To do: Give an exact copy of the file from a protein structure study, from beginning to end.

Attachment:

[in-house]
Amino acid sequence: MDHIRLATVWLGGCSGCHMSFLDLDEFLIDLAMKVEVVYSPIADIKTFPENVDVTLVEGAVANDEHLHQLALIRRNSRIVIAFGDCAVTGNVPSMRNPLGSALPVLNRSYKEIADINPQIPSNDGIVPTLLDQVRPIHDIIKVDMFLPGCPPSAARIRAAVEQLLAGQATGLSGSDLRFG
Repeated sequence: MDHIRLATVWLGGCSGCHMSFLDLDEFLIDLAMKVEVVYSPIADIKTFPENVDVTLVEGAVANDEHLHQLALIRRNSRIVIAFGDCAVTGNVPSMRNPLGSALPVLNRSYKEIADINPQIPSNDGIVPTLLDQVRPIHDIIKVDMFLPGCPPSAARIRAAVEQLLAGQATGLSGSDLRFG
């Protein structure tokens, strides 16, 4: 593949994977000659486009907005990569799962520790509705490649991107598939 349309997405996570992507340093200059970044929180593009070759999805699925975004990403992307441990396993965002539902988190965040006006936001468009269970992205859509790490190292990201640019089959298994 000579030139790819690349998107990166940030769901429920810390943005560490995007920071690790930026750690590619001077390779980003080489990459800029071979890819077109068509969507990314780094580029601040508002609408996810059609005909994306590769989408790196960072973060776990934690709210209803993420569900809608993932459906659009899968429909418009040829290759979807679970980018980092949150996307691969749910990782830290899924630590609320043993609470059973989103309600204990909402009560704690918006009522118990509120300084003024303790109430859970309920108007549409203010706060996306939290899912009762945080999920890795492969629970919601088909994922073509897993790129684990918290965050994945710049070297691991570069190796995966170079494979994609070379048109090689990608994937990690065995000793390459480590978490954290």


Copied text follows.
[in-house]
Amino acid sequence: MDHIRLATVWLGGCSGCHMSFLDLDEFLIDLAMKVEVVYSPIADIKTFPENVDVTLVEGAVANDEHLHQLALIRRNSRIVIAFGDCAVTGNVPSMRNPLGSALPVLNRSYKEIADINPQIPSNDGIVPTLLDQVRPIHDIIKVDMFLPGCPPSAARIRAAVEQLLAGQATGLSGSDLRFG
Repeated sequence: MDHIRLATVWLGGCSGCHMSFLDLDEFLIDLAMKVEVVYSPIADIKTFPENVDVTLVEGAVANDEHLHQLALIRRNSRIVIAFGDCAVTGNVPSMRNPLGSALPVLNRSYKEIADINPQIPSNDGIVPTLLDQVRPIHDIIKVDMFLPGCPPSAARIRAAVEQLLAGQATGLSGSDLRFG
């Protein structure tokens, strides 16, 4: 593949994977000659486009907005990569799962520790509705490649991107598939 349309997405996570992507340093200059970044929180593009070759999805699925975004990403992307441990396993965002539902988190965040006006936001468009269970992205859509790490190292990201640019089959298994 000579030139790819690349998107990166940030769901429920810390943005560490995007920071690790930026750690590619001077390779980003080489990459800029071979890819077109068509969507990314780094580029601040508002609408996810059609005909994306590769989408790196960072973060776990934690709210209803993420569900809608993932459906659009899968429909418009040829290759979807679970980018980092949150996307691969749910990782830290899924630590609320043993609470059973989103309600204990909402009560704690918006009522118990509120300084003024303790109430859970309920108007549409203010706060996306939290899912009762945080999920890795492969629970919601088909994922073509897993790129684990918290965050994945710049070297691991570069190796995966170079494979994609070379048109090689990608994937990690065995000793390459480590978490954290």